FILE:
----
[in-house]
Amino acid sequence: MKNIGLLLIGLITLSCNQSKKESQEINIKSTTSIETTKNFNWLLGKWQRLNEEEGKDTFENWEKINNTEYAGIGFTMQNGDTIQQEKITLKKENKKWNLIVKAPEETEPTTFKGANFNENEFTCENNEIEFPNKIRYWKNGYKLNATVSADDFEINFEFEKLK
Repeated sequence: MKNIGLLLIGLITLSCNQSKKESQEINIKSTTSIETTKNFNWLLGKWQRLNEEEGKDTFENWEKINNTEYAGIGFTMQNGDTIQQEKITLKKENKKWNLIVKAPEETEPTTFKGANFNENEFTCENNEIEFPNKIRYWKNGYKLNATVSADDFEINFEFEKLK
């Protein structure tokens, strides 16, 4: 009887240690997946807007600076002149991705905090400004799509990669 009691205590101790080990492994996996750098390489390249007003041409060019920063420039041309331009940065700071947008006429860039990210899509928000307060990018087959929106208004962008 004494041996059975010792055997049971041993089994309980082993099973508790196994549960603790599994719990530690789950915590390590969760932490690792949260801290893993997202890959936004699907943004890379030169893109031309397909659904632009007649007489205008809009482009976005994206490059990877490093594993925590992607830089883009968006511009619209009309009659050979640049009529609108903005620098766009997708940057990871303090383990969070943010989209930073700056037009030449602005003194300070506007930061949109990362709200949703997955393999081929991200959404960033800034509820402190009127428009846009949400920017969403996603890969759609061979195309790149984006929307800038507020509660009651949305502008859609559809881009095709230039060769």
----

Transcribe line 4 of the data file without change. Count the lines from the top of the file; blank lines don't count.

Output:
């Protein structure tokens, strides 16, 4: 009887240690997946807007600076002149991705905090400004799509990669 009691205590101790080990492994996996750098390489390249007003041409060019920063420039041309331009940065700071947008006429860039990210899509928000307060990018087959929106208004962008 004494041996059975010792055997049971041993089994309980082993099973508790196994549960603790599994719990530690789950915590390590969760932490690792949260801290893993997202890959936004699907943004890379030169893109031309397909659904632009007649007489205008809009482009976005994206490059990877490093594993925590992607830089883009968006511009619209009309009659050979640049009529609108903005620098766009997708940057990871303090383990969070943010989209930073700056037009030449602005003194300070506007930061949109990362709200949703997955393999081929991200959404960033800034509820402190009127428009846009949400920017969403996603890969759609061979195309790149984006929307800038507020509660009651949305502008859609559809881009095709230039060769």